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Discussion Starter · #1 ·
Hello fellow sti owners… I own a 2013 sti and have been having some big issues with it, so let’s start from the beginning. About 4 months ago it was throwing a code about uneven crankshaft wear after I only replaced the coils and sparks on one side(didn’t have time for the other), but I ignored it and kept erasing the code. Then about it 3 months ago while going about 80 on the highway the engine stalled out. Tried to restart but heard a whirring noise. Brought it to a Subaru dealership and a week and 300 dollars later they determine that the engine block was locked up, but they didn’t tell me what caused it. They offered 10k to put in a stock engine block and I immediately refused and got it towed home. From here I just had it sit in my garage trying to figure out what to do to it. Fast forward to last night I decided to get a new battery for it since the old one was dead, replaced the battery, and decided to try starting it. It made the same whirring sound but then started right up. It ran perfectly fine I didn’t notice anything odd at idle. Pulled it out of the garage and noticed I had no power steering. I then took a look in the engine and noticed my serpentine belt was gone, and I found it sitting in the back seat of the car split in half. So my question is this: did the serpentine cause all the issues I was having such as stalling out, or was in the mechanics who cut it to take a look in the engine to determine what my issue is. Still don’t know what I’m gonna do with it but as far as I know I don’t believe I need a new engine block.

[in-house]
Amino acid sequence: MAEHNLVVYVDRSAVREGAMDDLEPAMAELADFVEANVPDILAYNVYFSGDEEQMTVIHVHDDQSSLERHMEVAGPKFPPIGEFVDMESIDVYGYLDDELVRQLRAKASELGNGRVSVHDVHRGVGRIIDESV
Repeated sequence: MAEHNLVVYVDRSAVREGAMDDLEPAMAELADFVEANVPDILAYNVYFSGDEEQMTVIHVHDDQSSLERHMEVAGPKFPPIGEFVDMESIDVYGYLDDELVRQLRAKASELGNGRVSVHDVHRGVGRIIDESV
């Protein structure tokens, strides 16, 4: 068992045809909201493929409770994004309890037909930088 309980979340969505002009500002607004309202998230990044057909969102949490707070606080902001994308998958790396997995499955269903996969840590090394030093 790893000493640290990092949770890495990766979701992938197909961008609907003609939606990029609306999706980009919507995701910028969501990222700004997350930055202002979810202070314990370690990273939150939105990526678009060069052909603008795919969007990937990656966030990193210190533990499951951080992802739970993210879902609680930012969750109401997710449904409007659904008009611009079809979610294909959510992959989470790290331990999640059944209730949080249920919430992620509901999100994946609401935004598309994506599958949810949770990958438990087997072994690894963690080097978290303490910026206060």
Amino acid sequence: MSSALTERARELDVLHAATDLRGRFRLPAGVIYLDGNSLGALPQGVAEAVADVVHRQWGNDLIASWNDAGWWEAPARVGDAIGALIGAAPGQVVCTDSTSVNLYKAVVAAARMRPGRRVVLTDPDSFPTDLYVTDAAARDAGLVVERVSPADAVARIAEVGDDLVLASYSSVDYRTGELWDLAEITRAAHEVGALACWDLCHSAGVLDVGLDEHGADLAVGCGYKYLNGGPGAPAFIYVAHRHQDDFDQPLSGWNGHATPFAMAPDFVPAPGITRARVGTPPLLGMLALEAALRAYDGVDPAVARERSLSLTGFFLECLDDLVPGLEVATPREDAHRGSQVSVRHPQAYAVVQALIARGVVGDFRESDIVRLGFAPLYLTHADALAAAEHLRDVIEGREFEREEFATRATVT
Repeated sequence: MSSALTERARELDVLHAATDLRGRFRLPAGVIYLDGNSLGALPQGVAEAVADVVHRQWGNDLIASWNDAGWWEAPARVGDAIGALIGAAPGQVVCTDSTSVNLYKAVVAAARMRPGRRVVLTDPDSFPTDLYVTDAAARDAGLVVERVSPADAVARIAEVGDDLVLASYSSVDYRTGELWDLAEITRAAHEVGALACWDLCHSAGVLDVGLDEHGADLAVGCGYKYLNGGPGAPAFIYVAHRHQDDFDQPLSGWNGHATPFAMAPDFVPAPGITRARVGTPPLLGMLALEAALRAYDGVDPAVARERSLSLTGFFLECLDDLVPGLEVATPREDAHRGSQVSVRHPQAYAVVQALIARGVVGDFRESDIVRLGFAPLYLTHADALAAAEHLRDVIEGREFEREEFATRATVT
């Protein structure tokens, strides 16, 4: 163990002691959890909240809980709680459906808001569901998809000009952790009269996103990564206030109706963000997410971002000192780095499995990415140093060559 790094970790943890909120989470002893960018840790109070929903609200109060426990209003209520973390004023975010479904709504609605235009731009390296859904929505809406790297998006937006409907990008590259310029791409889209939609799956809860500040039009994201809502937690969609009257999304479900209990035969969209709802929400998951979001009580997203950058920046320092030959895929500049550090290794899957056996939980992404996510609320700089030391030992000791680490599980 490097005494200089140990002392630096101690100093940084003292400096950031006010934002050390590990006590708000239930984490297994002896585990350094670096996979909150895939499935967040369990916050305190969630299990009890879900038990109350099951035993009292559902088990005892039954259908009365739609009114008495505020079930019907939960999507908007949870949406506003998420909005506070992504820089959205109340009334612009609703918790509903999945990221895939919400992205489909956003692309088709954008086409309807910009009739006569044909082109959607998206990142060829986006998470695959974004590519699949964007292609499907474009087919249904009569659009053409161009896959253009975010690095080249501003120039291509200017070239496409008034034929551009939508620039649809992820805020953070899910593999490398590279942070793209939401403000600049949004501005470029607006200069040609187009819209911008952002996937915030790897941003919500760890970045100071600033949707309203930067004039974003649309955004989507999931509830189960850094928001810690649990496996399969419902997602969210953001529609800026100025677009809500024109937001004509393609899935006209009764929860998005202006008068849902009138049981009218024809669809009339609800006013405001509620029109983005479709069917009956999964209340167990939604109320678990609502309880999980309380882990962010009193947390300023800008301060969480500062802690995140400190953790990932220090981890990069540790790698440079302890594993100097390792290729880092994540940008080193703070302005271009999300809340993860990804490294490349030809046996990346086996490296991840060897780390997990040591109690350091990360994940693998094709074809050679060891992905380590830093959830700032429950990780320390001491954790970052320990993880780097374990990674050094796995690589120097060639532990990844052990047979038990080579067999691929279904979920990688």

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Do you happen to have the original code that it threw? Never heard of uneven crankshaft wear code, but thinking it was a code for crank and/or camshaft position sensor but would be nice to confirm what it was.

Given the dead battery, is it possible that you just had a failing alternator and the battery went dead, causing the start to spin, but not extend out and grab the flywheel?

IMO, I'd pull the starter and alternator and have them tested. Or, with the car running measure voltage to see if the alternator is charging. I also have a strange inclination to try and spin the alternator by hand to see if it spins freely....